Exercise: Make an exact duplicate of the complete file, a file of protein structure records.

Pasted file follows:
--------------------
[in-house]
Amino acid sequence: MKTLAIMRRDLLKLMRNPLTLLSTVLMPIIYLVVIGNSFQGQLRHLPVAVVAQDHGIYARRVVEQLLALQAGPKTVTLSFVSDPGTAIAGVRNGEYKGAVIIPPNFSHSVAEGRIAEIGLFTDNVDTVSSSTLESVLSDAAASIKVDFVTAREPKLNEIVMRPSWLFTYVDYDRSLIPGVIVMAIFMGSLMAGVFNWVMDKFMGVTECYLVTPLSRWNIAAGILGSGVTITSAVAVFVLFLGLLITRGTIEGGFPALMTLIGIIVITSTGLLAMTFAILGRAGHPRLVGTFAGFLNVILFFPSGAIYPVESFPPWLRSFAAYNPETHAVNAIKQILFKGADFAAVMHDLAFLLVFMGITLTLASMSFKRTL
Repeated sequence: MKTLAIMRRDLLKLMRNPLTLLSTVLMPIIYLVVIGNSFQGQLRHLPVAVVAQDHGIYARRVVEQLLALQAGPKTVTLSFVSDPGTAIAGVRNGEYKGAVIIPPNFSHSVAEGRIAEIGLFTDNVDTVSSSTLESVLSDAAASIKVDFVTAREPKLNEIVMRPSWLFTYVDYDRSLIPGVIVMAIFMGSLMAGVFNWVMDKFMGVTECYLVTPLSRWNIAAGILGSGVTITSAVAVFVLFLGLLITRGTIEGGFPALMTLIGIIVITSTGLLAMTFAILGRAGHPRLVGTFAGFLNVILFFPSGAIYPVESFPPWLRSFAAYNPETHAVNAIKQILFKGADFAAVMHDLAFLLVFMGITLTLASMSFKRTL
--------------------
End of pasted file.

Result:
[in-house]
Amino acid sequence: MKTLAIMRRDLLKLMRNPLTLLSTVLMPIIYLVVIGNSFQGQLRHLPVAVVAQDHGIYARRVVEQLLALQAGPKTVTLSFVSDPGTAIAGVRNGEYKGAVIIPPNFSHSVAEGRIAEIGLFTDNVDTVSSSTLESVLSDAAASIKVDFVTAREPKLNEIVMRPSWLFTYVDYDRSLIPGVIVMAIFMGSLMAGVFNWVMDKFMGVTECYLVTPLSRWNIAAGILGSGVTITSAVAVFVLFLGLLITRGTIEGGFPALMTLIGIIVITSTGLLAMTFAILGRAGHPRLVGTFAGFLNVILFFPSGAIYPVESFPPWLRSFAAYNPETHAVNAIKQILFKGADFAAVMHDLAFLLVFMGITLTLASMSFKRTL
Repeated sequence: MKTLAIMRRDLLKLMRNPLTLLSTVLMPIIYLVVIGNSFQGQLRHLPVAVVAQDHGIYARRVVEQLLALQAGPKTVTLSFVSDPGTAIAGVRNGEYKGAVIIPPNFSHSVAEGRIAEIGLFTDNVDTVSSSTLESVLSDAAASIKVDFVTAREPKLNEIVMRPSWLFTYVDYDRSLIPGVIVMAIFMGSLMAGVFNWVMDKFMGVTECYLVTPLSRWNIAAGILGSGVTITSAVAVFVLFLGLLITRGTIEGGFPALMTLIGIIVITSTGLLAMTFAILGRAGHPRLVGTFAGFLNVILFFPSGAIYPVESFPPWLRSFAAYNPETHAVNAIKQILFKGADFAAVMHDLAFLLVFMGITLTLASMSFKRTL